Braking at the Track

Im no racing driver or even at a pro level, but I am a track rat and go to track days once a month. From my tracking experience, the way your utilize you brakes will make a big difference in lap times, and your car’s handling dynamics. Tracks have some type of braking markers that you can use to your advantage. The markers can be numbers on the side of the track, cones, paint along the track, or even landmarks, like a bump on the track surface.

Braking zone

Braking markers gives you an idea when to apply the brakes before approaching the corner. Now with different speeds your braking marker changes. When Im at the track, I estimate when I should brake after passing a certain braking marker. If I go into the turn too slow then I know I can brake later and if i take the turn too fast then I know I should brake sooner. Do small increments at a time and that would be your braking zone. Simple right?

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Next when braking is to determine how much pressure applied is needed for the brakes. Thankfully with modern cars having ABS you don’t need to worry about lock up. A lot of people tend to underutilize the brake pressure initially. Then as you approach the corner too fast you are forced to brake harder. Which in turn can overload the front tires thus loosing grip and seconds.

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From what I have experienced; is when you are at your braking zone, you want to press the brake pedal fast and hard for the first 50% of the braking zone. Then gradually release the pressure before hitting the apex. Pressing on the brakes hard on the first 50% of the braking zone allows the car to slow down significantly. Doing this loads up the front tire, and thus providing more grip in the front. Then after the 50% of the braking zone is passed then you could start slowly releasing the brake pressure and modulate the speed going in the corner. This allows the cars weight to shift slowly and making it more stable and predicable for the corner. Doing this technique also allows for trail braking.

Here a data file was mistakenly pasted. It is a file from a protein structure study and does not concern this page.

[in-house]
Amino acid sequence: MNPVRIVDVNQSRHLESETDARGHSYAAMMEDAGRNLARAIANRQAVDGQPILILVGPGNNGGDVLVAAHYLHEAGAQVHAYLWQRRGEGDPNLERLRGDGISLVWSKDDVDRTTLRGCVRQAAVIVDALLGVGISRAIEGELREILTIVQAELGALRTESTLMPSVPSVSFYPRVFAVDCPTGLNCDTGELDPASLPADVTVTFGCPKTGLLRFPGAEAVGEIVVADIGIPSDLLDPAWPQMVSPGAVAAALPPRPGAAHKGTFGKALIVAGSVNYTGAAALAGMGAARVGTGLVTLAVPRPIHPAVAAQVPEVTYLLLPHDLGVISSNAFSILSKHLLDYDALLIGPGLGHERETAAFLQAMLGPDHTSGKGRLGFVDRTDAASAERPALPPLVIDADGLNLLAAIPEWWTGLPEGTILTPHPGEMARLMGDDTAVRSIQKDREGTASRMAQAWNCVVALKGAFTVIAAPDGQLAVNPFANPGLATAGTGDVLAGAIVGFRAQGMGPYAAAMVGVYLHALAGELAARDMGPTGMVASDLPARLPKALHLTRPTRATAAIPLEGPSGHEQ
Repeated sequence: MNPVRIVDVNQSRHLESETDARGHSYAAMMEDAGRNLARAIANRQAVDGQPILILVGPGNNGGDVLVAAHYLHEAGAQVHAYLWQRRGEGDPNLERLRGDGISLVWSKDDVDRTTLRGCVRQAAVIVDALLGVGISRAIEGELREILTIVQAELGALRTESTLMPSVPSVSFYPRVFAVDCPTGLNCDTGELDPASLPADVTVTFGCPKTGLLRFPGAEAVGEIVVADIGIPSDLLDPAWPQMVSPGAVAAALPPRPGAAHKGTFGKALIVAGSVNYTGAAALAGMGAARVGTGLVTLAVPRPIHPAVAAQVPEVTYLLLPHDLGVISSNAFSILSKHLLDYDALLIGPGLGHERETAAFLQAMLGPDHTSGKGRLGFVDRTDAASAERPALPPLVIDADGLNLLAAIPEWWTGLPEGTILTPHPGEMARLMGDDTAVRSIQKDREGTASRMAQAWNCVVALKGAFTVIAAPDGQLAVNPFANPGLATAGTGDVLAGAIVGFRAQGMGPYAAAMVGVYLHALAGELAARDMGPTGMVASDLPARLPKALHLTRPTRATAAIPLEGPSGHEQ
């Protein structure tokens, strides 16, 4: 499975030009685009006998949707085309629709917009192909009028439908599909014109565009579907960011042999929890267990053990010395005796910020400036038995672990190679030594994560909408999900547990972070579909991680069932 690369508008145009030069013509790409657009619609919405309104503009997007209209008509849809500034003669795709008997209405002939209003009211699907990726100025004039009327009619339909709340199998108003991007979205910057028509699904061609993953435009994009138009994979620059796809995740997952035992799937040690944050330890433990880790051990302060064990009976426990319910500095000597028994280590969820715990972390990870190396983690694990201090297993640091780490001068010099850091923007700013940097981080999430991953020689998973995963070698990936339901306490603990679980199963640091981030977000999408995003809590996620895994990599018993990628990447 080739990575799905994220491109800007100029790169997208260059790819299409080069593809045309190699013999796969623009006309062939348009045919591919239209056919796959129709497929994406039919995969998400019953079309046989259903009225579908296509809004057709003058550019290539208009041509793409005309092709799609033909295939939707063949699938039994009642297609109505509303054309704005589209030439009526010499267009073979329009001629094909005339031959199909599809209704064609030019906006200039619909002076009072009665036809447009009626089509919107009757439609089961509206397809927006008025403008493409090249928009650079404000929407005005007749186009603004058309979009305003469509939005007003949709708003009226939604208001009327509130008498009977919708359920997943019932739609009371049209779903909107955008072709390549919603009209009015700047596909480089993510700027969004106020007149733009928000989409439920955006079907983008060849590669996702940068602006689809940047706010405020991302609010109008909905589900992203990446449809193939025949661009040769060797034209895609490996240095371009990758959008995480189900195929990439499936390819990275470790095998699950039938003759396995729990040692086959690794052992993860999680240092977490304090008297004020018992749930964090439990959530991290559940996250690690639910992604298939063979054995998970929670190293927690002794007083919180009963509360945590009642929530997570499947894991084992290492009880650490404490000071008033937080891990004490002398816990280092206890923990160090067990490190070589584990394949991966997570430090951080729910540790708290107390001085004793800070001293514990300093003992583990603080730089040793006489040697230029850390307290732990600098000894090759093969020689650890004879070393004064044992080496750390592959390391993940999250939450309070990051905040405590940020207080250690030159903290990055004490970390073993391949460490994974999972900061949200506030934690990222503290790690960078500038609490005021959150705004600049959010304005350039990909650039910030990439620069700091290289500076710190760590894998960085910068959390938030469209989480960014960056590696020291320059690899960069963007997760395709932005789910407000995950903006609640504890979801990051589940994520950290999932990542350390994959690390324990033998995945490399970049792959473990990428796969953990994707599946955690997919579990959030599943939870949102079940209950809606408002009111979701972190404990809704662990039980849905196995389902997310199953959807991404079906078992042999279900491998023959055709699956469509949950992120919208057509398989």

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Trail braking is the technique of braking while turning. Ideally, they say correct way is to brake in a straight line then turn. But sometimes that can unsettle the car and can cause oversteer (at least for me). I say that because when you release the brake pedal all the weight shifted to the front shifts to the back. Then as you turn all the weight transferred to rear will act like that pendulum and swing the rear end out causing oversteer. This makes the car loose and more difficult to handle at the track. Yeah drifts are fun but its not cleanest or the fastest and sometimes if you do it wrong you will spin out.

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Trail braking when done right will allow you set up for the apex and have increased grip. Basically I do this during the 2nd half of the braking zone. As I am slowly releasing brake pressure I am turning the wheel aiming for the apex. Braking allows the weight to remain in the front tires which loads it and provides more grip while turning. Hence modulating the brake pedal and speed. By the time I hit the apex my foot is completely off the brake pedal and ready to accelerate out of the corner. Now if done wrong you can overload the front tire and this will cause the tire to loose grip. You loose seconds and get understeer or even brake lock up if you don’t have ABS. This can happen if you go into the corner to too fast. That saying: “slow in fast out” is sooo true.

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Practice makes perfect.

http://www.abrhouston.com/

http://www.gregorypfaff.com/

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